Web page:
My mission is to demystify commonly held views and misplaced assumptions regarding Jamaican food culture, in so doing for now I will focus attention on Jerk taste and its relevance to the island culinary traditions.
We are living in a period of discovery not of global territory’s and regions but of historical truth.
A truth which has been denied great swathes of humanity for too long and it’s with this in mind that I wish to talk about “Jamaica jerk taste and culture.”
But please indulge me a little time for context
Clinton V Black in his book “The History of Jamaica”, states:
“The modern or recorded history of Jamaica is the story of IMPACT, and it’s effect on this old new world by new people with new ideas, from the old world of Europe”
The first result of IMPACT saw the complete extermination of the first Jamaicans.
People of great learning state……..
Slavery is a living memory in the Caribbean, because its greatest legacy is still with us.
It resides in the clothes we wear and much of the food we eat.
The production process of stimulants like sugar, coffee, tobacco, chocolate and much more, remained invisible for hundreds of years.
The cost of growing the produce and making the products was measured in human lives a testimony to the worst elements of human behaviour and the strongest elements of human survival.
Jamaica Jerk taste is synonymous with – liberty, human dignity and the continued struggle for equality and freedom.
So! What does this all mean?
History records a transition occurrence of epic proportions 1655 May 10th the English captured the island from the Spanish as part of a wider plan set out by Oliver Cromwell known as “The Western Design” the general objective of which to take all the vast territories held by Spain in the Caribbean.
The Spanish defence was feeble and half-hearted and eventually they took flight to Cuba leaving their captive Africans to fend for themselves.
They seized the opportunity to embrace liberty and RAN to the mountainous interior and densely forested regions of the island men women children running for all their worth a powerful surge of humanity- rushing-gushing towards a future filled with hope, uncertainty, and anticipation.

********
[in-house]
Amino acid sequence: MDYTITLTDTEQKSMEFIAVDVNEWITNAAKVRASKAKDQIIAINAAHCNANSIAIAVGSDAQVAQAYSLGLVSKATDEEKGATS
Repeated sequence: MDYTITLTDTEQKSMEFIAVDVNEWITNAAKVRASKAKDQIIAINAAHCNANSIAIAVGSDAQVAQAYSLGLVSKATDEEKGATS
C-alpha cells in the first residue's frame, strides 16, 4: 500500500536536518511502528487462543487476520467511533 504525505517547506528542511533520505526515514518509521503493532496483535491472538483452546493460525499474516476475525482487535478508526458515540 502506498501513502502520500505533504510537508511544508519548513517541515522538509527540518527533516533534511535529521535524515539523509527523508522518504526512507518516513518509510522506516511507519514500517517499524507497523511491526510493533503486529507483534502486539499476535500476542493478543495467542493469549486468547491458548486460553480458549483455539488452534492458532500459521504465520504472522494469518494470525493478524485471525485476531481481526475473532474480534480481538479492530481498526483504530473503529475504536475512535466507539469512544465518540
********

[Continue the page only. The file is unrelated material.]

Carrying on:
These African fugitives became the forerunner to the now famously known “Maroons”
One of the most famous and fearless Maroon fighter was Queen Nanny she led a group that continued a guerrilla style campaign over many decades to maintain their liberty cherished life style and stay alive.
Her portrait currently adorns Jamaican $500 as a national hero
Living on the move was challenging, but a defensive strategy: and it’s here the jerk cook technique was devised as a consequence of that lifestyle.
As we all know “Necessity is the mother of all invention”.
Jamaican Maroons wait to ambush an approaching British military column circa 1795 (image: picture by J. Bourgoin, courtesy of The Virginia Foundation for the Humanities
The Method To cook; a shallow pit was dug, lined with twigs and branches on which was placed meat fresh from a hunt seasoned with indigenous peppers and stolen salt, and wrapped in foliage of the same variety as the lining, a small flame was added, the pit was then covered with more of the same branches and left to cook as they melt away and merged with the surrounding habitat.
The foliage and twigs served as fuel, which was chosen for a particular purpose it gave off very little smoke whilst burning so as not to attract unwanted attention from patrolling militia or English forces.
On return hours later the smouldering embers was cleared too reveal what resembled the charred remains of their food. Cutting away the outer crust exposed a succulent well-cooked feast. As seen in the article “The Right Way to Jerk in Jamaica” and as demonstrated by Pablo, a modern day Maroon.
Pablo, a Maroon, lays pimento wood for flavouring during the jerking process.
A brief history of jerk can be found here http://bostonjerkcenter.com/jerk-history/ and how it was introduced into America, however http://kitchenproject.com/history/JerkChicken/ gives you a brief historical view regarding Jamaica the birthplace of jerk, which was originally wild boar.
But something remarkable happened during the cooking, the taste of the food acquired an additional flavour not present at the initial preparation. This flavour enhanced the taste of the food and was very pleasing indeed. It was the pimiento, one of two primary flavours in jerk seasoning preparations pimiento and habanero scotch bonnet peppers.
This cooking style and taste have been perfected by artisan cooks through generations to become what it is today.
Every cook’s flexible friend.
A method and Taste combination for a convenient all-inclusive and unique product which can be used to replicate the original experience in a modern setting without the technical hassle.
The result has to be a message in the bottle of Jerk Marinade.
These creative applications, resilience and fortitude embodied accents of West Africa tribes (Ashanti, Cameroon, Fulani, Hausa, Mandinka and Yoruba) translated, equate a modern jerk taste with enamours, a symbol of possibility, a message in a bottle handed down through gene rations of proud African Jamaicans, and a unique signifier in Jamaica history and culinary traditions, a source of enormous pride in the struggle for freedom and happiness.
In traditional times Jamaica taste and culture bore the hallmark of resilience and fortitude. In the modern era the taste and style has been transformed to resemble fun, exuberance and a celebration of island experience. The jerk story is an ideal to stimulate creativity and show appreciation to the ancestor’s ingenuity in crafting this vibrant Taste that will stay at the cutting edge of Jamaica’s culinary culture and be abundant and exquisite.